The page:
Since you mentioned oil in California, how is the – you drilled the Arguello point [ph]. How is that producing? Is that additional opportunity for any other follow ups there?

Scott Winters

We have half a dozen opportunities out there, Dave. As we learn more about the production and how individual wells do across falls and so forth. Those wells typically come on to about 600 barrels to 800 barrels a day. This one is a little stronger than that. But somewhere a little north of 800 is probably the right number.

David Heikkinen – Tudor, Pickering, Holt & Co.

Okay, thanks.

Operator

Your next question comes from the line of Joe Allman of JP Morgan.

Joe Allman – JP Morgan

Thank you. Good morning everybody.

Jim Flores

Good morning.

Joe Allman – JP Morgan

In terms of Blueberry Hill, Jim I am not sure if you want to get into the details of it too much, but in sidetrack #2, I know McMoRan indicated that it saw these two sands that it didn’t see in any of the prior – the original well in 2005 or the sidetrack #1 or the bypass well. And then when you went deeper, did you actually get some good hydrocarbon and some good oil in the pay [ph] zone that you saw in sidetrack #1 in the bypass?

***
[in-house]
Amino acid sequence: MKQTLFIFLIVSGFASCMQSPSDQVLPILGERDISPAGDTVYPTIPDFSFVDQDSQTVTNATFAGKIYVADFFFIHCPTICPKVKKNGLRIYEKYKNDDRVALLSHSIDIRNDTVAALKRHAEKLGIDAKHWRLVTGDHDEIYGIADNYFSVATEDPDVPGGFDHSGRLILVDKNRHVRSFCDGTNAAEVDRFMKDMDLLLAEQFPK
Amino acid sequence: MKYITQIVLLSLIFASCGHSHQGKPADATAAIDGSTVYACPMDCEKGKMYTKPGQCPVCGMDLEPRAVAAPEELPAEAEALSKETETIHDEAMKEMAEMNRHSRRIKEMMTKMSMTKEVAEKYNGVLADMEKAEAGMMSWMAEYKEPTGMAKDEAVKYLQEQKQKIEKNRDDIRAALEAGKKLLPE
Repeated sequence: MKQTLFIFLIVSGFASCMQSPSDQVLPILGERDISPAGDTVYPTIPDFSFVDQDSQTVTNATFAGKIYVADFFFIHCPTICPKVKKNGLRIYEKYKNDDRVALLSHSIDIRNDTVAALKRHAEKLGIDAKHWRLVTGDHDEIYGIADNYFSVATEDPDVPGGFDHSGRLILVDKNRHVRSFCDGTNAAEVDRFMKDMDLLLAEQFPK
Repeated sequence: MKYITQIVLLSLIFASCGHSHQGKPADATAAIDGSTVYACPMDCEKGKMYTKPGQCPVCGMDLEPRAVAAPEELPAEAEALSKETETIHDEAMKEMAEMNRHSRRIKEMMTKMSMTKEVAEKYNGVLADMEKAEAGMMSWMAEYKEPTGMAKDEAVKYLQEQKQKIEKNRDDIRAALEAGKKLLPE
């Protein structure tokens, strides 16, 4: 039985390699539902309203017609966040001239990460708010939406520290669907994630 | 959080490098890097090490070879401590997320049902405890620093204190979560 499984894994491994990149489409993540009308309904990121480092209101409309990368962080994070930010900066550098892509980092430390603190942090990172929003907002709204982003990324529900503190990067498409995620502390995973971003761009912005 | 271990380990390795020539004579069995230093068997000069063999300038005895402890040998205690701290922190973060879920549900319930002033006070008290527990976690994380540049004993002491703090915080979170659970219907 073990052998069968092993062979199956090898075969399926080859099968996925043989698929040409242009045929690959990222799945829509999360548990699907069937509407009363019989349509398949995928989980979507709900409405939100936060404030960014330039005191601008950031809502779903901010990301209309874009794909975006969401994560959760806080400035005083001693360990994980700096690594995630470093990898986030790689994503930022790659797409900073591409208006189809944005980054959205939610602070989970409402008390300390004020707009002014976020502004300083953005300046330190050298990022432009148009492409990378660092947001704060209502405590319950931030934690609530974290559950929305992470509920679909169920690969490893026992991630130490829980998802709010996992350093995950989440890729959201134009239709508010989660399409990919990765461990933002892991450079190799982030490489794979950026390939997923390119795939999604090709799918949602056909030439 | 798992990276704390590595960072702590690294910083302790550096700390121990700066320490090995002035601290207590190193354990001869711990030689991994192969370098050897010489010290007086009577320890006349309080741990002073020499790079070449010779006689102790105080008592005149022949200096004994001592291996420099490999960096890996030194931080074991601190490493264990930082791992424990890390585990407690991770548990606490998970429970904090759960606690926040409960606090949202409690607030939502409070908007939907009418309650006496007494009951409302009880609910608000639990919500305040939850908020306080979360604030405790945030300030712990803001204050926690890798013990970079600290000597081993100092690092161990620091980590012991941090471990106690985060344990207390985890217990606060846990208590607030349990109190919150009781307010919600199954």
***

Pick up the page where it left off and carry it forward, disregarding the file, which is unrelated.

Jim Flores

Yes, the original well, we had 150 feet of pay in the Gyro #1, the first sidetrack was sidetrack down dip. We found the water level and that Gyro #1 sand plus pay we think is what’s in the Gyro #3 sand and we didn’t get any deeper. What we also saw were two large sands above the Gyro #1 that look perspective because we have our original well to the east that didn’t have any of these sands in it. So we’ve got some kind of – we got a barrier there. And that what we are trying to line up with the #2 well is the two shallower sands to the Gyro #1, Oak Perk [ph] series probably in the Gyro #3 and drill it as deep as we can get it and Tom Sauk wells saw sand for about 5,000 feet to the Gyro section, maybe to the Gyro #6. So if we can correlate the sand pile with the hydrocarbon column up against the shale barrier to the east, then we could have quite a large column of gas here, a large discovery. Not a huge area either. So we are waiting for the #2 well, and hopefully we will line up the right amount of taste. We say it is a significant discovery at this point. Right now it's a very good producing well with a lot of significant, we call it exploratory upside. So I think that’s the right way to characterize it. But stay tuned on the number #2 well. (inaudible) you asked about the cost of Davy Jones, I had misquoted, our net is $11 million dry hole, but we sold some interest down to Moncrief and so forth, just to clear that up.